Year to date, Audi Australia has amassed 13,043 new registrations, an 8.5 per cent dip over the first eight months last year, which projects to a circa-19,500 year-end tally.
Last year Audi Australia sold 22,011 new vehicles, a 9.3 per cent drop over its high water mark of 24,258 in 2016.
Speaking to GoAuto, Audi Australia corporate communications manager Shaun Cleary said this year has been about consolidation for the brand as just three vehicles – the RS4 Avant, R8 RWS and new-generation A8 – have been launched to date.
“We haven’t had a lot of product launches this year, which is unlike recent years we had, but we know what’s coming,” he said.
“In the next 12-to-18 months, it’s going to be an incredible product offensive … We’ve really come to a great patch of new product.”
On the horizon for Audi Australia is the second-generation A7 that will land in local showrooms in November, while the mechanically related A6 is also expected to follow some time thereafter.
The A6 and A7 models have hit 86 and 188 sales year to date respectively, a 34.4 per cent increase and 20.7 per cent decrease, but new versions are expected to have a positive impact.
Early next year will also see the arrival of the brand’s new Q8 SUV flagship to take on the likes of the BMW X6 and Mercedes-Benz GLE Coupe, with the second-generation Q3 small crossover landing around mid-2019.
With a 1610 tally year to date, the Q3 is currently the brand’s third-best selling model behind the A3 range (2972, -18.8 per cent) and Q5 (2458, +47.5 per cent), but the new-generation version should reverse its 27.5 per cent sales slump.
The new-generation A1 micro hatchback is also earmarked for a first half 2019 local launch, as is the facelifted A4 mid-sizer.
A1 sales have hit 758 units this year, a 7.0 per cent drop, while the A4 has slumped 33.9 per cent to 1065 units.
Not to be outdone, Audi’s sportscar line-up will also receive a refresh next year with the new-look TT planned and the yet-to-be-revealed updated R8 – which has been spied testing overseas – that could land in Australia before the end of 2019.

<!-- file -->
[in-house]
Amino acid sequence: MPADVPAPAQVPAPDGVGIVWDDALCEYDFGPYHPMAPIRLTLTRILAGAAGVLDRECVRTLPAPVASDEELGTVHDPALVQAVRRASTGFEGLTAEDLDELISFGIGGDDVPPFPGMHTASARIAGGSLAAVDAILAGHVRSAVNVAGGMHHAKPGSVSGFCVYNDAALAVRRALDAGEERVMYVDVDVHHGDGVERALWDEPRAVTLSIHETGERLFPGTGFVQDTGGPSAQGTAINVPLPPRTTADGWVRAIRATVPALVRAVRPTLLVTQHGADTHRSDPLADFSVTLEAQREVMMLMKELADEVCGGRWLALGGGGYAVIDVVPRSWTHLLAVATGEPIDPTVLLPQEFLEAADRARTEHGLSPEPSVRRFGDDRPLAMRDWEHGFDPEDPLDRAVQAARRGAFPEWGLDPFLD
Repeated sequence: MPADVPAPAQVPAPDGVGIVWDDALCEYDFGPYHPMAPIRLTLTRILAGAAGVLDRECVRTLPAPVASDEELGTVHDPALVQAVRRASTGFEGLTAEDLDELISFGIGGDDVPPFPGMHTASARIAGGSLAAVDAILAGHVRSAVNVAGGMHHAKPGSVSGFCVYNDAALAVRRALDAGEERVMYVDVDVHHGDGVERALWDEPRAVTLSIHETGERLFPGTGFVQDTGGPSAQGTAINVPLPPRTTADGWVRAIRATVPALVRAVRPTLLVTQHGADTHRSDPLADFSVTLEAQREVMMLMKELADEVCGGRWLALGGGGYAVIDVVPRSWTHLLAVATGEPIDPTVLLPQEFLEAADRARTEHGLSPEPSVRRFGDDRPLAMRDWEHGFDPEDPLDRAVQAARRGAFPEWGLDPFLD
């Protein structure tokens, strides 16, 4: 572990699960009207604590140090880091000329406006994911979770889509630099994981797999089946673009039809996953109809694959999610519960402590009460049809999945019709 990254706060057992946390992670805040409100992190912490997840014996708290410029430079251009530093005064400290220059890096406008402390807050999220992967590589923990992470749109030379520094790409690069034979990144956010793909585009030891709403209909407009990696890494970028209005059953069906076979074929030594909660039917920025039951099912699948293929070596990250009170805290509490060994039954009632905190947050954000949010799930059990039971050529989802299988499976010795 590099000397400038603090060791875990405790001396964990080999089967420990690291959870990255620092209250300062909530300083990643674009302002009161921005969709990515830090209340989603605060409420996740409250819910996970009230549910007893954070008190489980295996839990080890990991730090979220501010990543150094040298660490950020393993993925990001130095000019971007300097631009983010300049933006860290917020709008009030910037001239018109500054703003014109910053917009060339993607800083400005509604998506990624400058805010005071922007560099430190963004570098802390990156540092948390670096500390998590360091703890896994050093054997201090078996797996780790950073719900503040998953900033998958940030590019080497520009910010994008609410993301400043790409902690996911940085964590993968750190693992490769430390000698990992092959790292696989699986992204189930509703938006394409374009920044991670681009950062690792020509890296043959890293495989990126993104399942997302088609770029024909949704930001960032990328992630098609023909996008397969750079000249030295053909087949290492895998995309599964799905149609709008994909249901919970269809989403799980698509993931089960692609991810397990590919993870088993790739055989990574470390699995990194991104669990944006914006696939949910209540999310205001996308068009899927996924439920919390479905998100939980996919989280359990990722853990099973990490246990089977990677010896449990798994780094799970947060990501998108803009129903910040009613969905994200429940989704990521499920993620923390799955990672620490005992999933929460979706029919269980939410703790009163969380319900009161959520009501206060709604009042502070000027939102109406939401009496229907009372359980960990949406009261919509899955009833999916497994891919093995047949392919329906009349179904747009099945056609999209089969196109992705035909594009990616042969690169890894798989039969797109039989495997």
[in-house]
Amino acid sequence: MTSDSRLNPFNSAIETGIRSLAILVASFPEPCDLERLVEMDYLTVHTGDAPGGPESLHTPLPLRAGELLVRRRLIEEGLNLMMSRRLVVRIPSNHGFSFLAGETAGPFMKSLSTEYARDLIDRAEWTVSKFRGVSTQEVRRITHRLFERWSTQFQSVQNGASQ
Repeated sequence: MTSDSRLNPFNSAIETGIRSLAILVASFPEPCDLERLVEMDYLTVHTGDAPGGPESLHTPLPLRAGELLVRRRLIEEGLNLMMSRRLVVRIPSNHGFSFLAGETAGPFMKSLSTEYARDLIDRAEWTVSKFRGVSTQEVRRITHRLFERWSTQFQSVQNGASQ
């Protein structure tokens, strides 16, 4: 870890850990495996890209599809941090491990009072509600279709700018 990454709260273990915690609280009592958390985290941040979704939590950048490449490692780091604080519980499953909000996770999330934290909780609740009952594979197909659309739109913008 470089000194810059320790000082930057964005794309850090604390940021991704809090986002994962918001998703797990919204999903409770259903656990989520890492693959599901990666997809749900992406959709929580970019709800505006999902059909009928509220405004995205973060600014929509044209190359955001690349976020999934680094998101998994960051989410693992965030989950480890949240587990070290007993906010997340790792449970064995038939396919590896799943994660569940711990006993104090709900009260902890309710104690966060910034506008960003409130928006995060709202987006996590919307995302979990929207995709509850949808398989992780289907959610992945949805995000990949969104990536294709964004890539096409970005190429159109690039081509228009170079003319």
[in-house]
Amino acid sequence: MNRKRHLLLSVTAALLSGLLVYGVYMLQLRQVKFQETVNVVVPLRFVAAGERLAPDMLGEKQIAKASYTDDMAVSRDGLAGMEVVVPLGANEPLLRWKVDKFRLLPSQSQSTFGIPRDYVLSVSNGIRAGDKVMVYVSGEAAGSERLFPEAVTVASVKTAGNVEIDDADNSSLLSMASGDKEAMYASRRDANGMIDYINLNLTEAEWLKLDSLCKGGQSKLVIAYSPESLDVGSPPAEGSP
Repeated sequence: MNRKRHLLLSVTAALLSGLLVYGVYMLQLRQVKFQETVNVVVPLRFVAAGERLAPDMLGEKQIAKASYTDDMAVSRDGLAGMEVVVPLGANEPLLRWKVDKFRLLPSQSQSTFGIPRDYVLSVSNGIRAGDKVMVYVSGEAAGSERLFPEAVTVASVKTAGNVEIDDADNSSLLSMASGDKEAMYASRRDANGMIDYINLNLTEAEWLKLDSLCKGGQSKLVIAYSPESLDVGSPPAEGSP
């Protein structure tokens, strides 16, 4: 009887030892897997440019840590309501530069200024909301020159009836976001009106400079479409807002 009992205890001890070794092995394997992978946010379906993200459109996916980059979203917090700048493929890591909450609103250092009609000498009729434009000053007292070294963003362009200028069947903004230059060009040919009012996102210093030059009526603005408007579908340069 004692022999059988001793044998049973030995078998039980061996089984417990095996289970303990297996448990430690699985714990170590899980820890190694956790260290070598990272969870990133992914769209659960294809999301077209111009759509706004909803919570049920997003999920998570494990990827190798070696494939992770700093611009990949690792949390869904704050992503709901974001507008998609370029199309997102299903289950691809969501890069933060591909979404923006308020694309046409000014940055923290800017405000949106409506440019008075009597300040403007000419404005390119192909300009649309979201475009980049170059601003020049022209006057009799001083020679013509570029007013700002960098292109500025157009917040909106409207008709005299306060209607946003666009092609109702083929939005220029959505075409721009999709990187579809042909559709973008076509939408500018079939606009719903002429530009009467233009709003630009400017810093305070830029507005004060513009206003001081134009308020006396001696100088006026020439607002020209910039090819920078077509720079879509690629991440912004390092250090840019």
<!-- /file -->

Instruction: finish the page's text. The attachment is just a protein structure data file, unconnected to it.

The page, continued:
However, the updated R8 and TT are expected to contribute little to Audi’s bottom line. So far this year they have amassed 29 and 141 units each, a 14.7 and 7.2 per cent drop off last year’s pace.
Finally, Audi’s first all-electric model, the e-tron SUV, will charge up midway through 2019 to take the fight to the Tesla Model X and Jaguar I-Pace.
Mr Cleary described some of the fresh product as “significant models” that are expected to reverse its sales downturn and could lift Audi’s bottom line for the first time since 2016.
“We know what’s coming, we’re making sure our business and network is well positioned to really capitalise on that fantastic product that we have in the next 12-to-18 months,” he said.
As for the rest of Audi’s model range, the A5 and A5 Sportback have accrued a combined total of 940 units to the end of August, a 33.5 per cent lift over last year, which is expected to continue climbing after the launch of the flagship RS5 Sportback in February.
Meanwhile, the A8 passenger car flagship – which launched in new-generation form in July – has hit 20 sales this year, 9.8 per cent or two units off the pace of last year.
The Q2 continues its upward trajectory this year with 1274 sales, an 11.8 per cent lift, while the Q7 large SUV has slipped 22.1 per cent to 1502 units.
Overall, Audi’s Q models account for 6844 or 52.5 per cent of the brand’s sales, which reflects Australia’s shift in preference to high riders.
Mr Cleary said Audi is posed to capitalise on the market’s new predilection and hinted that there could be room for another SUV – possibly a Q6 – in its line-up.
“We know that there is a diverse customer market out there, our model range is arguably one of the most diverse in the entire market,” he said.
“The market has been clearly moving in the SUV direction, we’ve been launching more SUVs, we launched the Q2 last year as an all-new model, we’re launching the Q8 early next year as a new model, potentially there is more to come.
“We’re very comfortable with the fact that the Audi Q SUV range is increasingly popular, and we’re also launching other niche models as well … to compliment.
“I think the fact that our very first electric car is an SUV, probably gives you the impression of the importance we place on the Q family within the Audi brand.”
Audi is not the only premium brand to struggle to grow its market share this year with compatriot brands BMW and Mercedes-Benz also slipping 3.8 and 7.5 per cent to 16,352 and 23,013 year to date respectively.
By Tung Nguyen